Trafford to Trapper

Trafford (F. G.), the pseudonym of Mrs. C. E. Riddell, before the publication of George Geith (1871).

Tragedy (Father of Greek), Thespis, the Richardson of Athens. Æschylos is also called “The Father of Greek Tragedy” (B.C. 525–426).

The Father of French Tragedy, Garnier (1534–1590).

The First English Tragedy, Gorboduc, by Thomas Norton and Thomas Sackville (1569). The first comedy was Ralph Roister Doister, by Nicholas U dall (1564).

Thornbury says the coadjutor of Norton was lord Buckhurst, and Charles Lamb maintains that lord Buckhurst “supplied the more vital parts;” but professor Craik says Sackville was the worker together with Norton.

Trained Band, the volunteer artillery, whose ground for practice was in Moorfields. John Gilpin was “captain of the trained band.”

A Trained Band captain eke was he,
Of famous London town.
   —Cowper: John Gilpin (1782)

Trajan (The Second), Marcus Aurelius Claudius, surnamed Got hicus, noted for his valour, justice, and goodness (215, 268–270).

Trajan and St. Gregory. It is said that Trajan, although unbaptized, was delivered from hell in answer to the prayers of St. Gregory.

There was storied on the rock
The exalted glory of the Roman prince,
Whose mighty worth moved Gregory to earn
His mighty conquest—Trajan the emperor.
   —Dante: Purgatory, xi. (1308)

Trajan and the Importunate Widow. One day, a mother appeared before the emperor Trajan, and cried, “Grant vengeance, sire! My son is murdered.” The emperor replied, “I cannot stop now; wait till I return.” “But, sire,” pleaded the widow, “if you do not return, who will grant me justice?” “My successor,” said Trajan. “And can Trajan leave to another the duty that he himself is appointed to perform?” On hearing this, the emperor stopped his cavalcade, heard the woman’s cause, and granted her suit. Dantê tells this tale in his Purgatory, xi.—John of Salisbury: Polycraticus de Curialium Nugis, v. 8 (twelfth century).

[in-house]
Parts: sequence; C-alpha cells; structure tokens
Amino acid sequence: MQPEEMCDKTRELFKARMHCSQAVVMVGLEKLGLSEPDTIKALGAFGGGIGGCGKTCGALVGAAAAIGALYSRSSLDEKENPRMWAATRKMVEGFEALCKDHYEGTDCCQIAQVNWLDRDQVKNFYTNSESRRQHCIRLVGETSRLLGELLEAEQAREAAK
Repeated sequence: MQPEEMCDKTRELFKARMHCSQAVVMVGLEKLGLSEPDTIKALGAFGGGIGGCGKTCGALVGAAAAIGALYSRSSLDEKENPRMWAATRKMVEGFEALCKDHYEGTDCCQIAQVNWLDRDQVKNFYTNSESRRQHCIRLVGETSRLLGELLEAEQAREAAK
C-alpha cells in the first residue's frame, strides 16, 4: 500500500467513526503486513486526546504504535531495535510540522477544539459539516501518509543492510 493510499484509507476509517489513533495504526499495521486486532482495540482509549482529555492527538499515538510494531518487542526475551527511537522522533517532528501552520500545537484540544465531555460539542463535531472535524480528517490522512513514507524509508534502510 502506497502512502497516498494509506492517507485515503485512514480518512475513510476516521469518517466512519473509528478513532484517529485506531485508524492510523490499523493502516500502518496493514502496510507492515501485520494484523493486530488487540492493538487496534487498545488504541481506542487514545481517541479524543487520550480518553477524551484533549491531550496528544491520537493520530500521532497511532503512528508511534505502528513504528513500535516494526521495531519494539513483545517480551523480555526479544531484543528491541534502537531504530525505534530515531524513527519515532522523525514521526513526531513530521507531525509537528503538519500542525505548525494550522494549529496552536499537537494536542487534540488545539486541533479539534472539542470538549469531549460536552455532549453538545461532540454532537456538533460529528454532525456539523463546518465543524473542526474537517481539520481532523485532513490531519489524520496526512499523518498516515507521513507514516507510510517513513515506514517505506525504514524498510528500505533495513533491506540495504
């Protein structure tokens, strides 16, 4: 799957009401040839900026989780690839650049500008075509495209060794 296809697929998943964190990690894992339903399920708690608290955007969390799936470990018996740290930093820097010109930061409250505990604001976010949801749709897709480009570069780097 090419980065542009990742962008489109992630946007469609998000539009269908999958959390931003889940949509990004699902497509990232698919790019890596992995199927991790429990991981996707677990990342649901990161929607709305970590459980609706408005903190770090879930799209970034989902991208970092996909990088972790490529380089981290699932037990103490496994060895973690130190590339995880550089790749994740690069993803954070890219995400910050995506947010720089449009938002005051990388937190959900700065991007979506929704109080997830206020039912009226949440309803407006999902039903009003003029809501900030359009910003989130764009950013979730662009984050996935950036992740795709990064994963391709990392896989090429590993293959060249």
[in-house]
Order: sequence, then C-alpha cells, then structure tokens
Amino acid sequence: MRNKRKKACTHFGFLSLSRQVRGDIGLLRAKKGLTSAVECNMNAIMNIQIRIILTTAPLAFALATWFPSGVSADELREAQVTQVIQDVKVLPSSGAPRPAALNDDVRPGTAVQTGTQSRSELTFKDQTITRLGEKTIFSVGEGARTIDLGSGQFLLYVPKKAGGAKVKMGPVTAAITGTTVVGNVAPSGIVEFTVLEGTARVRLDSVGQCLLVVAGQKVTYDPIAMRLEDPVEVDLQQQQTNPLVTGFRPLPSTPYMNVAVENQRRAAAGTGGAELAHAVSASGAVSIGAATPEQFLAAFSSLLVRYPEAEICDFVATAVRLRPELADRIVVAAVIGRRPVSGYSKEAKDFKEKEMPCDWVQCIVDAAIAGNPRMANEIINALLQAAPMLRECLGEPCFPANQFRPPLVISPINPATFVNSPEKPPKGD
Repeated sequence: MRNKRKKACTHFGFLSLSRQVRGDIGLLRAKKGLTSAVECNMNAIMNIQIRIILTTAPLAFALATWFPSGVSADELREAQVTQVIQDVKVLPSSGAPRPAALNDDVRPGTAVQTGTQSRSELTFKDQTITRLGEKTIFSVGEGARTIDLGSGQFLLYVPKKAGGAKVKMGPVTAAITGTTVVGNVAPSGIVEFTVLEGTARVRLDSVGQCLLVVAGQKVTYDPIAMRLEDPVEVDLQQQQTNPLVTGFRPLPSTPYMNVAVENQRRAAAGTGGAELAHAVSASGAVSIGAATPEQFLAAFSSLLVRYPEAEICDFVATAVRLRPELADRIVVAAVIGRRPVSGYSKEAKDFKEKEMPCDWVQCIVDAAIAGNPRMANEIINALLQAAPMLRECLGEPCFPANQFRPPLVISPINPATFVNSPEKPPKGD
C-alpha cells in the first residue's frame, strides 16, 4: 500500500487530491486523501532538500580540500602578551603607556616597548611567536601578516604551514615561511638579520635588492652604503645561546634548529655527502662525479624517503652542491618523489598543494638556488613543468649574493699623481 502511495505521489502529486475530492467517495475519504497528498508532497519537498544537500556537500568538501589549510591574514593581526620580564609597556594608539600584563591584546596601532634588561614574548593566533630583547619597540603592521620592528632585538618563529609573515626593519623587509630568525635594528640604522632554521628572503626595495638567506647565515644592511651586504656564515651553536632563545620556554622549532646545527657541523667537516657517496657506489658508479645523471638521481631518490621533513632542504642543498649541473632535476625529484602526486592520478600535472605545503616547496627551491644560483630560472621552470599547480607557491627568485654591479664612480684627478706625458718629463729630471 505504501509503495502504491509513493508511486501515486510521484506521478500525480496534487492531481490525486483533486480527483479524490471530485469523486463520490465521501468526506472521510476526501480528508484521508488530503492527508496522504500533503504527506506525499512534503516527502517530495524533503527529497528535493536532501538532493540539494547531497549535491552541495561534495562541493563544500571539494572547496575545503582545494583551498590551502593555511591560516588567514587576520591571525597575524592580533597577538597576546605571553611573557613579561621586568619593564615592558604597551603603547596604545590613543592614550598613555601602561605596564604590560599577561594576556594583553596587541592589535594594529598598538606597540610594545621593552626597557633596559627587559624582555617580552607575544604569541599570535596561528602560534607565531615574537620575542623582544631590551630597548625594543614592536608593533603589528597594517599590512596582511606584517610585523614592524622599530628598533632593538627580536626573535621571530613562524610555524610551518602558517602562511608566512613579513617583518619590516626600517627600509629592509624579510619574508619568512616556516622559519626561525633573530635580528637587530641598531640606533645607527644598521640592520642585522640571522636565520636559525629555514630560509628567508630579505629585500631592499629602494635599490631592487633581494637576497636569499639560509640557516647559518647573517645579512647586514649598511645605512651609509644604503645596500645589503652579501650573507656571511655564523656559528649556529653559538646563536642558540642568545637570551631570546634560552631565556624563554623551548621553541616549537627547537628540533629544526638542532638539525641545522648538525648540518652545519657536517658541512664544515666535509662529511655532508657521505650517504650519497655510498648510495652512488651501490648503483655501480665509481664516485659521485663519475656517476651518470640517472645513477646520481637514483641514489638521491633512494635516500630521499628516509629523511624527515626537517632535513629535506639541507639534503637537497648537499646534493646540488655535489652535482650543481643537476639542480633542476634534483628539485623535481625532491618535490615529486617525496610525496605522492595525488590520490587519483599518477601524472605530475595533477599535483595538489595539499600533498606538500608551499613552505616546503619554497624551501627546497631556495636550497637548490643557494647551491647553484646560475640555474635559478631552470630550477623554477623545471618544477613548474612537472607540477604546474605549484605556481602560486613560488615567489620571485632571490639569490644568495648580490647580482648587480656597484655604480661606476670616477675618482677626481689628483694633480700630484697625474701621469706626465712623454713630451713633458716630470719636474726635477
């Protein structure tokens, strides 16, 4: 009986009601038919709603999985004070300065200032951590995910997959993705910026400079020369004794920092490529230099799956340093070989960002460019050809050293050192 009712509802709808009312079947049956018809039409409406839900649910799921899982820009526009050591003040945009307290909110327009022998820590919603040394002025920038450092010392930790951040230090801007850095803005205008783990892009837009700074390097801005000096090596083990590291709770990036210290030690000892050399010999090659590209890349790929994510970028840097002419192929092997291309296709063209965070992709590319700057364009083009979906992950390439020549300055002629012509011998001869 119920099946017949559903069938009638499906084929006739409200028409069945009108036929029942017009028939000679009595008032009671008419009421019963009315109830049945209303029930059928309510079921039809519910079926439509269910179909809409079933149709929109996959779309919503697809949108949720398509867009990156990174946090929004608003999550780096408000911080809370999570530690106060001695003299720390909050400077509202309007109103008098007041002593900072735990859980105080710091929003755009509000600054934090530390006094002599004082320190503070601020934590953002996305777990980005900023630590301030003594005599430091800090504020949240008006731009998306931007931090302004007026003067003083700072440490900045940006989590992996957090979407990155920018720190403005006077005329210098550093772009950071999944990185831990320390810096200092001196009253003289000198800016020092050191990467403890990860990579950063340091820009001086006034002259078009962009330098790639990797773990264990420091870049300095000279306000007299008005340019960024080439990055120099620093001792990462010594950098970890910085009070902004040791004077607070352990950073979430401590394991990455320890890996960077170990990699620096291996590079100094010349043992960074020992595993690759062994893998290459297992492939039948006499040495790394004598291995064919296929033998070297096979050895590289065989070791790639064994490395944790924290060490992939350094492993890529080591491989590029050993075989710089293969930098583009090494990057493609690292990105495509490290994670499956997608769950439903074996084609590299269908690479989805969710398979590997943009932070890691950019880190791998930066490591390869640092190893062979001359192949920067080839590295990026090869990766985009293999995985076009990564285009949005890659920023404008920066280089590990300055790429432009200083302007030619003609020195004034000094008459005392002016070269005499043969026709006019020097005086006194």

Dion Cassius (Roman Historia, ixix.) tells a similar story of Hadrian. When a woman appeared before him with a suit as he was starting on a journey, the emperor put her off, saying, “I have no leisure now.” She replied, “If Hadrian has no leisure to perform his duties, let him cease to reign!” On hearing this reproof, he dismounted from his horse, and gave ear to the woman’s cause.

A woman once made her appeal to Philip of Macedon, who, being busy at the time, petulantly exclaimed, “Woman, I have no time now for such matters.” “If Philip has no time to render justice,” said the woman, “then is it high time for Philip to resign!” The king felt the rebuke, heard the cause patiently, and decided it justly.

Another tale is told of the Macedonian. A woman asked him to do her justice, but the testy monarch refused to hear her. “I shall appeal,” said the woman. “Appeal!” thundered Philip. “And to whom will you appeal, woman?” “To Philip sober,” was her reply, and her cause was heard patiently.

Tramecksan and Slamecksan, the High-heels and Low-heels, two great political factions of Lilliput. The animosity of the Guelphs and Ghibellines of punydom ran so high “that no High-heel would eat or drink with a Low-heel, and no Low-heel would salute or speak to a High-heel.” The king of Lilliput was a High-heel, but the heir-apparent a Low-heel.—Swift: Gulliver’s Travels (“Voyage to Lilliput,” iv., 1726).

(Of course, the allusion is to the High-church party and the Low-church party.)

  By PanEris using Melati.

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